Allegro CL 10.0 has a new garbage collection implementation. The basic design is unchanged: the heap is divided into two newspaces and an indeterminate number of oldspaces. Regular scavenges clear garbage out of newspace using a stop and copy algorithm, and objects that survive a specified (initially 4) scavenges are tenured to oldspace. Oldspaces are gc'ed during global gc's only, using a mark and sweep algorithm.
New in 10.0 are:
The garbage collector is described in gc.htm.
While you can tune the garbage collector for optimizing use of multiple processes, no user action is necessary to get the benefits of the new features.
The user interface has also changed. The function sys:gc-parameters returns (or prints) information about aspects of the gc setup. The related sys:gc-parameter returns information about specific parameters and sys:gc-switch returns information about gc switches. Where appropriate, they can be used with setf to reset values. These functions replace the older sys:gsgc-parameters, sys:gsgc-switch, and sys:gsgc-parameter.
The garbage collector can use multiple threads for global gc's. This is true even in non-SMP Lisps. (Except on the Solaris platform, which does not support either SMP or multi-threaded gc's.) When extra cores are available, this can have a significant effect on the speed of global gc's.
Initially, up to four cores can be used for gc'ing. The
Because some Lisp values exist on the stack, the garbage collector must scan the stack to determine whether there are valid pointers to objects. A valid pointer to an object indicates the object is not garbage.
However, some values on the stack which look like valid pointers may not be. When a variable is placed on the stack or when the stack pointer is moved so the stack is larger, values are not initialized (since doing so would slow down executaion time noticeably). During a gc (scavenge or global), the stack is scanned and pointers are examined. Some do not point to Lisp values. Those are leftovers and can be ignored. But some point to valid Lisp objects. These might be valid live objects but they may also be dead Lisp objects suitable for gc'ing, the pointer on the stack coming from an uninitialized value just added or uncovered.
In releases prior to 10.0, the garbage collector took a conservative approach: a pointer to a Lisp object was always assumed to be valid and so the object was assumed to be live (i.e. not garbage). Starting in release 10.0, Lisp keeps precise information on most pointers on teh stack and so it can distinguish between valid ones and one simply uncovered by variable assignment or a stack pointer move. This precise information allows for many more Lisp objects which are actually garbage to be removed during a gc.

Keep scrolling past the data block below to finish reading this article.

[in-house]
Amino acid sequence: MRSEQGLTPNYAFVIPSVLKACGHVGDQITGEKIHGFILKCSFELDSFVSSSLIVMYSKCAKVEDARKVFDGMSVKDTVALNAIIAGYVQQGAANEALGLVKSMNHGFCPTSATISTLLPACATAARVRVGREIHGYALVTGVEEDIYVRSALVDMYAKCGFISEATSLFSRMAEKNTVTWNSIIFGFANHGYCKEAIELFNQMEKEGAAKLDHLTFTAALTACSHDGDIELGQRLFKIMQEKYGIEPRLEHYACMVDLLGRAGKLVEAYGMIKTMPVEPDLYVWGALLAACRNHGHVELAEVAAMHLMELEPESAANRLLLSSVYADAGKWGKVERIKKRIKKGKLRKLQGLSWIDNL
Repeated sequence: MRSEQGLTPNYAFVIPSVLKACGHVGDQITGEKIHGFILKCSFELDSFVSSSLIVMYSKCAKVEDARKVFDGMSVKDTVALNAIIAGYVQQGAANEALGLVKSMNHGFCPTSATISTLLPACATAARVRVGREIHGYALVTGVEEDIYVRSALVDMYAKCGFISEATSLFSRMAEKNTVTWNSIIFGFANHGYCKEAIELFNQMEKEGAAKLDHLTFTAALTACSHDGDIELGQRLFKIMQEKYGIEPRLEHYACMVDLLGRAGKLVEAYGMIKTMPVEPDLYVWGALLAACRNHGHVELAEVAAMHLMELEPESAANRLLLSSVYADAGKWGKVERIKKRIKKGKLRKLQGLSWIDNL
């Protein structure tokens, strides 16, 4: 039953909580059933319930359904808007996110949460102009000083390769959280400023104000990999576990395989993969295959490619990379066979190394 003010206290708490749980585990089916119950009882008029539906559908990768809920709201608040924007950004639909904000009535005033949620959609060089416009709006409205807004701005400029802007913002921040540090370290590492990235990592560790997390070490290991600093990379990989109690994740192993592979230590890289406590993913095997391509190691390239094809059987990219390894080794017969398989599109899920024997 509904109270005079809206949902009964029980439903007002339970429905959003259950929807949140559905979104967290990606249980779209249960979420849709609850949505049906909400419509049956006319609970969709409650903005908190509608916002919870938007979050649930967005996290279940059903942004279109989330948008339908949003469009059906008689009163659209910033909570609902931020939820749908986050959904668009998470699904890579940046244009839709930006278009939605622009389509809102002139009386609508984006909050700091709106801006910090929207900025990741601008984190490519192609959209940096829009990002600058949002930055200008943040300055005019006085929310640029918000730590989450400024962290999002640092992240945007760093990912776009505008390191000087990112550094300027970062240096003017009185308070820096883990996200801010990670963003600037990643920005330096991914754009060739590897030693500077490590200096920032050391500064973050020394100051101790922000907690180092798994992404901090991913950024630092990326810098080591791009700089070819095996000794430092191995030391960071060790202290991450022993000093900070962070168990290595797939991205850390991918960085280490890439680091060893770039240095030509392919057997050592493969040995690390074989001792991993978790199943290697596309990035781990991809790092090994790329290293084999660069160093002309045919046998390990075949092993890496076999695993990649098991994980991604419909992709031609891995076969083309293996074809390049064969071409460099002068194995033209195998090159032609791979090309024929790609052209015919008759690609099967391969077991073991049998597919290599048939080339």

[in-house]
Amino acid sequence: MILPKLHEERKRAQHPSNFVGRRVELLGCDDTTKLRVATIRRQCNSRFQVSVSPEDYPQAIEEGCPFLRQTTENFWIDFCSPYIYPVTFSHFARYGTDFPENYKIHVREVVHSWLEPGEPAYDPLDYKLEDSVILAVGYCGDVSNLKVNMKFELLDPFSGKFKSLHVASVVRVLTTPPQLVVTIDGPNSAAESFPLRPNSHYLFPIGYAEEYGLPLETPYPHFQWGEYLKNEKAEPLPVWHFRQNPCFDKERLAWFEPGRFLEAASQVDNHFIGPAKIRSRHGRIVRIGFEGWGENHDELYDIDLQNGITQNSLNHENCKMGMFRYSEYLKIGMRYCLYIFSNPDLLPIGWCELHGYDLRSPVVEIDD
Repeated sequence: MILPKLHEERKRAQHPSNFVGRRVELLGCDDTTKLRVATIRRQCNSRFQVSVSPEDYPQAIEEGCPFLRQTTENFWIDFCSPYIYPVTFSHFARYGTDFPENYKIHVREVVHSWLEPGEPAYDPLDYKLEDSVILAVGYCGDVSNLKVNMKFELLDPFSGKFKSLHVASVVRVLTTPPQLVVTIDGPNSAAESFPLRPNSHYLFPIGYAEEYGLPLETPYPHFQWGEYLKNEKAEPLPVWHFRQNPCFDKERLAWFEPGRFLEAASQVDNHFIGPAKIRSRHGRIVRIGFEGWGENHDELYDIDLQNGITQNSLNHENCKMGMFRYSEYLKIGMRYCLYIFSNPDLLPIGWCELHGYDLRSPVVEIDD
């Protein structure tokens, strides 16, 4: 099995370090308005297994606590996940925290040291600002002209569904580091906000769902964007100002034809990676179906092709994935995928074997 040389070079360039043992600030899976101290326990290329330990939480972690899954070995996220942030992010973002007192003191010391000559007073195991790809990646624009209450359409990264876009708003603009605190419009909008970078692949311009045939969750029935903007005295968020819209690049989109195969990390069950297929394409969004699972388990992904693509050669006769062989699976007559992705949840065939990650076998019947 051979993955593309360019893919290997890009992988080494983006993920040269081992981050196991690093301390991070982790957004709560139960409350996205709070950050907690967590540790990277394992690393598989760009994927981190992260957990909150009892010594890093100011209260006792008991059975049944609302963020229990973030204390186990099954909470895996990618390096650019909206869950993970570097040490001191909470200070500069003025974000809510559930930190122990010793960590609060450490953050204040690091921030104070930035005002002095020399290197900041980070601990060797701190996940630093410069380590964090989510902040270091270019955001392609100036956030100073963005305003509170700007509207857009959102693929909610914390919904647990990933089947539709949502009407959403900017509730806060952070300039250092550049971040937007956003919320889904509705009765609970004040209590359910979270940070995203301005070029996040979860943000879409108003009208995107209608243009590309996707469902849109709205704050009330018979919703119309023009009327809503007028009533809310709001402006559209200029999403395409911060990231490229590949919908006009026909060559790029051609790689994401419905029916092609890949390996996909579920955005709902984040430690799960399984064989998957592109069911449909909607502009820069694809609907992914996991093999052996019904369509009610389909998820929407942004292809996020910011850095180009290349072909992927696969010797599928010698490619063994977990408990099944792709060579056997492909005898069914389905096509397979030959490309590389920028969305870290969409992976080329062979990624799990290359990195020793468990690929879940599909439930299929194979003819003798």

The conservative approach is still used in some case, such as when when the system considers it likely the function is being debugged (because it has stopped at an unexpected place), or when information on the frame is insufficient to tell whether pointers in it should be considered, or when determining whether the frame should be considered will itself take too much time. But the precise approach is used whenever possible and is the typical approach used. See Precise gc's of the stack in gc.htm for further information.
The last two phases of a global garbage collection are adjustment and
compactification. These phases take a significant portion of the
global gc time. Now the amount of space that will be recovered from
those operations can be estimated, in a process known as reward
assessment. If the estimate is less than the value of
As we said above, no user action is necessary to get the benefits or
using multiple cores for gc's, although you can tune how many cores
should be used. There is no user control at all over using the
conservative versus the precise method for scanning the stack. There
is a positive initial value of
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